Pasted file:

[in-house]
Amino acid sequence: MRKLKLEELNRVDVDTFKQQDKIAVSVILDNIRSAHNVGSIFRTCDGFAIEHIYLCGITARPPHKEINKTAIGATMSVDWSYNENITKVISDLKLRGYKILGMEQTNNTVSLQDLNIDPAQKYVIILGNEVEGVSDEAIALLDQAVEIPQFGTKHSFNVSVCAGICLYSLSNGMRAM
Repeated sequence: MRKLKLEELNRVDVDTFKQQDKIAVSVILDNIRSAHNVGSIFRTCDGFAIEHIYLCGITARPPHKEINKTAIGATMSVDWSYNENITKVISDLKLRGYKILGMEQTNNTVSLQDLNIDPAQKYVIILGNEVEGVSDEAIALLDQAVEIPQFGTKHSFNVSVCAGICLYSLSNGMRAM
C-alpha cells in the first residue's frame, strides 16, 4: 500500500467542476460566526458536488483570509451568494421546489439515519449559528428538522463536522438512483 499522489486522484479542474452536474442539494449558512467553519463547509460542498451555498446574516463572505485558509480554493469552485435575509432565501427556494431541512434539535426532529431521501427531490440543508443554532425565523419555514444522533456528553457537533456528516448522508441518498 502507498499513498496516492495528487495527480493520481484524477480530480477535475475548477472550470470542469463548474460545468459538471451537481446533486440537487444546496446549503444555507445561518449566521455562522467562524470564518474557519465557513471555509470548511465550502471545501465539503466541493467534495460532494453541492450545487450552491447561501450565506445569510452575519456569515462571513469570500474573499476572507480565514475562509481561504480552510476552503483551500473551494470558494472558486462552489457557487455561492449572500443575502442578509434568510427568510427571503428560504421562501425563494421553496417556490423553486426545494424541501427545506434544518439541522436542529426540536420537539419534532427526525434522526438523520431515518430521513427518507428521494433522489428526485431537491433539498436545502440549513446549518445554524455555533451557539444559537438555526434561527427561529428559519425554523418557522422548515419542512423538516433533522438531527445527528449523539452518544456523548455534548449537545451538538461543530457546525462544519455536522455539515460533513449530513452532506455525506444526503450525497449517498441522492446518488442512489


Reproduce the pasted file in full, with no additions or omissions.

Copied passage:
[in-house]
Amino acid sequence: MRKLKLEELNRVDVDTFKQQDKIAVSVILDNIRSAHNVGSIFRTCDGFAIEHIYLCGITARPPHKEINKTAIGATMSVDWSYNENITKVISDLKLRGYKILGMEQTNNTVSLQDLNIDPAQKYVIILGNEVEGVSDEAIALLDQAVEIPQFGTKHSFNVSVCAGICLYSLSNGMRAM
Repeated sequence: MRKLKLEELNRVDVDTFKQQDKIAVSVILDNIRSAHNVGSIFRTCDGFAIEHIYLCGITARPPHKEINKTAIGATMSVDWSYNENITKVISDLKLRGYKILGMEQTNNTVSLQDLNIDPAQKYVIILGNEVEGVSDEAIALLDQAVEIPQFGTKHSFNVSVCAGICLYSLSNGMRAM
C-alpha cells in the first residue's frame, strides 16, 4: 500500500467542476460566526458536488483570509451568494421546489439515519449559528428538522463536522438512483 499522489486522484479542474452536474442539494449558512467553519463547509460542498451555498446574516463572505485558509480554493469552485435575509432565501427556494431541512434539535426532529431521501427531490440543508443554532425565523419555514444522533456528553457537533456528516448522508441518498 502507498499513498496516492495528487495527480493520481484524477480530480477535475475548477472550470470542469463548474460545468459538471451537481446533486440537487444546496446549503444555507445561518449566521455562522467562524470564518474557519465557513471555509470548511465550502471545501465539503466541493467534495460532494453541492450545487450552491447561501450565506445569510452575519456569515462571513469570500474573499476572507480565514475562509481561504480552510476552503483551500473551494470558494472558486462552489457557487455561492449572500443575502442578509434568510427568510427571503428560504421562501425563494421553496417556490423553486426545494424541501427545506434544518439541522436542529426540536420537539419534532427526525434522526438523520431515518430521513427518507428521494433522489428526485431537491433539498436545502440549513446549518445554524455555533451557539444559537438555526434561527427561529428559519425554523418557522422548515419542512423538516433533522438531527445527528449523539452518544456523548455534548449537545451538538461543530457546525462544519455536522455539515460533513449530513452532506455525506444526503450525497449517498441522492446518488442512489